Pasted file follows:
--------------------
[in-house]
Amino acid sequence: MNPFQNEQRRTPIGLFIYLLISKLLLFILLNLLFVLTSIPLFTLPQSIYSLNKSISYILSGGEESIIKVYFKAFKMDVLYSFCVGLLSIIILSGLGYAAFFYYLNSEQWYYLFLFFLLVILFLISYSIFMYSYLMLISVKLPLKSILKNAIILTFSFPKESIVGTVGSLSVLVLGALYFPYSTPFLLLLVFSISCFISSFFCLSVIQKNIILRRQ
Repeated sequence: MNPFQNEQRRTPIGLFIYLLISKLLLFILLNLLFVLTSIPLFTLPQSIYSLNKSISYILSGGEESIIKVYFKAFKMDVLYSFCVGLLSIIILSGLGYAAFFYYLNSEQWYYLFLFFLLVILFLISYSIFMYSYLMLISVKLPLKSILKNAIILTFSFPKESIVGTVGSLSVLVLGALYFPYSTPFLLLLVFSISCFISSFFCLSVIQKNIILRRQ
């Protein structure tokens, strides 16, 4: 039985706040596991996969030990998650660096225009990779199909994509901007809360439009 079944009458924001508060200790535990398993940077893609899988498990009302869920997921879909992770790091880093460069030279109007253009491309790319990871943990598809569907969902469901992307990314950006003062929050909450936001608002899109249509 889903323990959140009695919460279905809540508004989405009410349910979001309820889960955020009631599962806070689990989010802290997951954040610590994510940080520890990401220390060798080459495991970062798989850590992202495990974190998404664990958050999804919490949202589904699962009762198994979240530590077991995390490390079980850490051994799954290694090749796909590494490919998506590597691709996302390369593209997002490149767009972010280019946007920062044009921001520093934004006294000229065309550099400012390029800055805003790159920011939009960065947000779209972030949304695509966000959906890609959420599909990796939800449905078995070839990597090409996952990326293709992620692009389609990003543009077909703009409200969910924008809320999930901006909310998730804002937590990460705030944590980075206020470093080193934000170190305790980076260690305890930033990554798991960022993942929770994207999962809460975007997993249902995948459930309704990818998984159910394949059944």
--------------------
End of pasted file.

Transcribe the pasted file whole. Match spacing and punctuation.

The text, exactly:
[in-house]
Amino acid sequence: MNPFQNEQRRTPIGLFIYLLISKLLLFILLNLLFVLTSIPLFTLPQSIYSLNKSISYILSGGEESIIKVYFKAFKMDVLYSFCVGLLSIIILSGLGYAAFFYYLNSEQWYYLFLFFLLVILFLISYSIFMYSYLMLISVKLPLKSILKNAIILTFSFPKESIVGTVGSLSVLVLGALYFPYSTPFLLLLVFSISCFISSFFCLSVIQKNIILRRQ
Repeated sequence: MNPFQNEQRRTPIGLFIYLLISKLLLFILLNLLFVLTSIPLFTLPQSIYSLNKSISYILSGGEESIIKVYFKAFKMDVLYSFCVGLLSIIILSGLGYAAFFYYLNSEQWYYLFLFFLLVILFLISYSIFMYSYLMLISVKLPLKSILKNAIILTFSFPKESIVGTVGSLSVLVLGALYFPYSTPFLLLLVFSISCFISSFFCLSVIQKNIILRRQ
């Protein structure tokens, strides 16, 4: 039985706040596991996969030990998650660096225009990779199909994509901007809360439009 079944009458924001508060200790535990398993940077893609899988498990009302869920997921879909992770790091880093460069030279109007253009491309790319990871943990598809569907969902469901992307990314950006003062929050909450936001608002899109249509 889903323990959140009695919460279905809540508004989405009410349910979001309820889960955020009631599962806070689990989010802290997951954040610590994510940080520890990401220390060798080459495991970062798989850590992202495990974190998404664990958050999804919490949202589904699962009762198994979240530590077991995390490390079980850490051994799954290694090749796909590494490919998506590597691709996302390369593209997002490149767009972010280019946007920062044009921001520093934004006294000229065309550099400012390029800055805003790159920011939009960065947000779209972030949304695509966000959906890609959420599909990796939800449905078995070839990597090409996952990326293709992620692009389609990003543009077909703009409200969910924008809320999930901006909310998730804002937590990460705030944590980075206020470093080193934000170190305790980076260690305890930033990554798991960022993942929770994207999962809460975007997993249902995948459930309704990818998984159910394949059944």